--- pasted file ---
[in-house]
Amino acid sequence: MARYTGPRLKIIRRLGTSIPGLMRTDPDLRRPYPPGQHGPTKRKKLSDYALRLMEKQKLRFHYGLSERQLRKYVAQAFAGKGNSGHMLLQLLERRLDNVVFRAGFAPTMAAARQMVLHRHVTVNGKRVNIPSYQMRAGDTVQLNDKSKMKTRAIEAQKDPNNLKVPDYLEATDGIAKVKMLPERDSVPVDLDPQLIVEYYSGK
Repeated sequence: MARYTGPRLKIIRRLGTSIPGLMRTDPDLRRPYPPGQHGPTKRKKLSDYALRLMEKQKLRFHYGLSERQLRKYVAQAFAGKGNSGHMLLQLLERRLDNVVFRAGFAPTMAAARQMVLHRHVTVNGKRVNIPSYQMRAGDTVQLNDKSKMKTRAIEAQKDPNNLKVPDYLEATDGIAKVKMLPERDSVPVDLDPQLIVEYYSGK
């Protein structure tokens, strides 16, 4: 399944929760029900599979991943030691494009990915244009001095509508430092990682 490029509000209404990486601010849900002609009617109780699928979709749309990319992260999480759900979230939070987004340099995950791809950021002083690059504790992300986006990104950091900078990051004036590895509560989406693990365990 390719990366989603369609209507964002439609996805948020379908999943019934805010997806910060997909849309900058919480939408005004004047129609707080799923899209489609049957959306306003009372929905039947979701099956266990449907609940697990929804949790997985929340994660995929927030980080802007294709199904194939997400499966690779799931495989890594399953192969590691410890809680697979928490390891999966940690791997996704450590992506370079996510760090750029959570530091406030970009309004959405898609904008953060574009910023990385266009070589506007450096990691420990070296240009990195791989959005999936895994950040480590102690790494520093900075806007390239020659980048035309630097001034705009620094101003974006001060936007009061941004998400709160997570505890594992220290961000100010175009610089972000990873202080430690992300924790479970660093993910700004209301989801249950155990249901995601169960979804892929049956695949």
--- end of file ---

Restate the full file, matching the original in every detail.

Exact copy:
[in-house]
Amino acid sequence: MARYTGPRLKIIRRLGTSIPGLMRTDPDLRRPYPPGQHGPTKRKKLSDYALRLMEKQKLRFHYGLSERQLRKYVAQAFAGKGNSGHMLLQLLERRLDNVVFRAGFAPTMAAARQMVLHRHVTVNGKRVNIPSYQMRAGDTVQLNDKSKMKTRAIEAQKDPNNLKVPDYLEATDGIAKVKMLPERDSVPVDLDPQLIVEYYSGK
Repeated sequence: MARYTGPRLKIIRRLGTSIPGLMRTDPDLRRPYPPGQHGPTKRKKLSDYALRLMEKQKLRFHYGLSERQLRKYVAQAFAGKGNSGHMLLQLLERRLDNVVFRAGFAPTMAAARQMVLHRHVTVNGKRVNIPSYQMRAGDTVQLNDKSKMKTRAIEAQKDPNNLKVPDYLEATDGIAKVKMLPERDSVPVDLDPQLIVEYYSGK
């Protein structure tokens, strides 16, 4: 399944929760029900599979991943030691494009990915244009001095509508430092990682 490029509000209404990486601010849900002609009617109780699928979709749309990319992260999480759900979230939070987004340099995950791809950021002083690059504790992300986006990104950091900078990051004036590895509560989406693990365990 390719990366989603369609209507964002439609996805948020379908999943019934805010997806910060997909849309900058919480939408005004004047129609707080799923899209489609049957959306306003009372929905039947979701099956266990449907609940697990929804949790997985929340994660995929927030980080802007294709199904194939997400499966690779799931495989890594399953192969590691410890809680697979928490390891999966940690791997996704450590992506370079996510760090750029959570530091406030970009309004959405898609904008953060574009910023990385266009070589506007450096990691420990070296240009990195791989959005999936895994950040480590102690790494520093900075806007390239020659980048035309630097001034705009620094101003974006001060936007009061941004998400709160997570505890594992220290961000100010175009610089972000990873202080430690992300924790479970660093993910700004209301989801249950155990249901995601169960979804892929049956695949």